Self-care: indulgence or necessity?

It’s a busy day at work. You have a thousand things to do in the office, an important meeting to go to, you need to go to the supermarket after the meeting because the fridge is empty plus you have a dinner at a friend’s place in the evening.

And this isn’t just one day. It’s been your life for the past few months, or even years.  I am not judging you. It’s easy to fall into such a routine, and who would blame you? This rhythm is valued in our society.

The story is often the same: the first thing you scratch off the list is your sports class. “I don’t have time”. Then you start skipping meals. “I don’t have time”. Then you start sleeping 6 hours instead of 8, because there’s only 24h in one day, and you need to make use of every single minute if you’re going to fit it all in. “I don’t have time”. You might also neglect your friends for a while. “I don’t have time”. Your stress levels are sky high for days on end.

You can feel it in your body: you often get headaches, your digestion isn’t great, you feel tired and foggy, but you push through. You can do without sleeping and eating well, without spending time to do things that bring you joy and take you away, without moving your body. You’ve been living like this for years and it’s been working out-sort of. Plus, you’re not the only one to live like this, so this is how life is supposed to be, right?

One word: self-care.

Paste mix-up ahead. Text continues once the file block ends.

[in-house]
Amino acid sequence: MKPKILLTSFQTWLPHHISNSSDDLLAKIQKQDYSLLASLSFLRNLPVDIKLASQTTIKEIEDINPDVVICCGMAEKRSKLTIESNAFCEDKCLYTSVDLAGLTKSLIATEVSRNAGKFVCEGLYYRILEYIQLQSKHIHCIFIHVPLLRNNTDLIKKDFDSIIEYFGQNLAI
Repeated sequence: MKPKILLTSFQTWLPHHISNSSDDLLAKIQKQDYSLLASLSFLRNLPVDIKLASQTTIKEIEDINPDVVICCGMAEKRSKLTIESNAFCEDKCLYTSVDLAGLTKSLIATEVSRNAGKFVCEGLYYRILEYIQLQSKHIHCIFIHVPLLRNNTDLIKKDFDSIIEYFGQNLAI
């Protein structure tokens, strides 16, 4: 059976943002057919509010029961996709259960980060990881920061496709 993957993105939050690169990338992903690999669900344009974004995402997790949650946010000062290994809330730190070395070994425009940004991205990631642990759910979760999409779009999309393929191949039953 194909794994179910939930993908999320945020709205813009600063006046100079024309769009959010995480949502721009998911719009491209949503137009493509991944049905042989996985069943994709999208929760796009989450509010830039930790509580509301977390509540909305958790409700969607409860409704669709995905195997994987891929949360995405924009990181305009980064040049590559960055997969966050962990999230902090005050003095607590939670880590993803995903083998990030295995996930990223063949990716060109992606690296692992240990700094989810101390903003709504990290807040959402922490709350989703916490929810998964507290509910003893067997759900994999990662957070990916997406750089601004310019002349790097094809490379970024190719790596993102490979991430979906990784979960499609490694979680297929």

You might be rolling your eyes right now.“Self-care! That means putting my needs above everybody else’s; and that’s just selfish”.

But is it?

How many people do you know who are chronically ill? How many people do you know who have depression? Burn out? Cancer? An auto-immune disease? Should we live our lives until we are drained enough to get really sick? And even if we don’t get really sick, is this how we want spend our days, pouring out of an empty glass?

 “But I don’t have time!”.

Perhaps self-care sounds unthinkable to you right now. Many of my clients struggle with it. Most people do. This is where health coaching can be extremely useful, as the two go hand in hand. You cannot change your lifestyle and improve your health without changing your mindset and accepting self-care. And if this is such a huge step for you, as it is for many people, you need somebody to help you through it (aka, me, your ally, offering you unconditional support). Together we can figure out what self-care means for you.  

I won’t leave you without a couple of simple ideas of self-care:

    –          Lying down and listening to music with your eyes closed (one song will do)

    –          Making time to speak to a family member or a friend who really understands you

    –          Taking a walk and make it a goal to take photos of things that inspire you

    –          Dancing to your favourite song

    –          Writing an email to someone you’ve missed and who is far away

    –          Doing nothing for 5 minutes; and I mean nothing.

See, not everyone needs to do yoga, meditate, or get massages. How about thinking of one way to practice self-care this week that resonates with you?


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Hi, I'm Annie!

I’m a mum of two and a coach with a mission to help fellow mums prevent burnout, eradicate stress and overwhelm and live their best lives.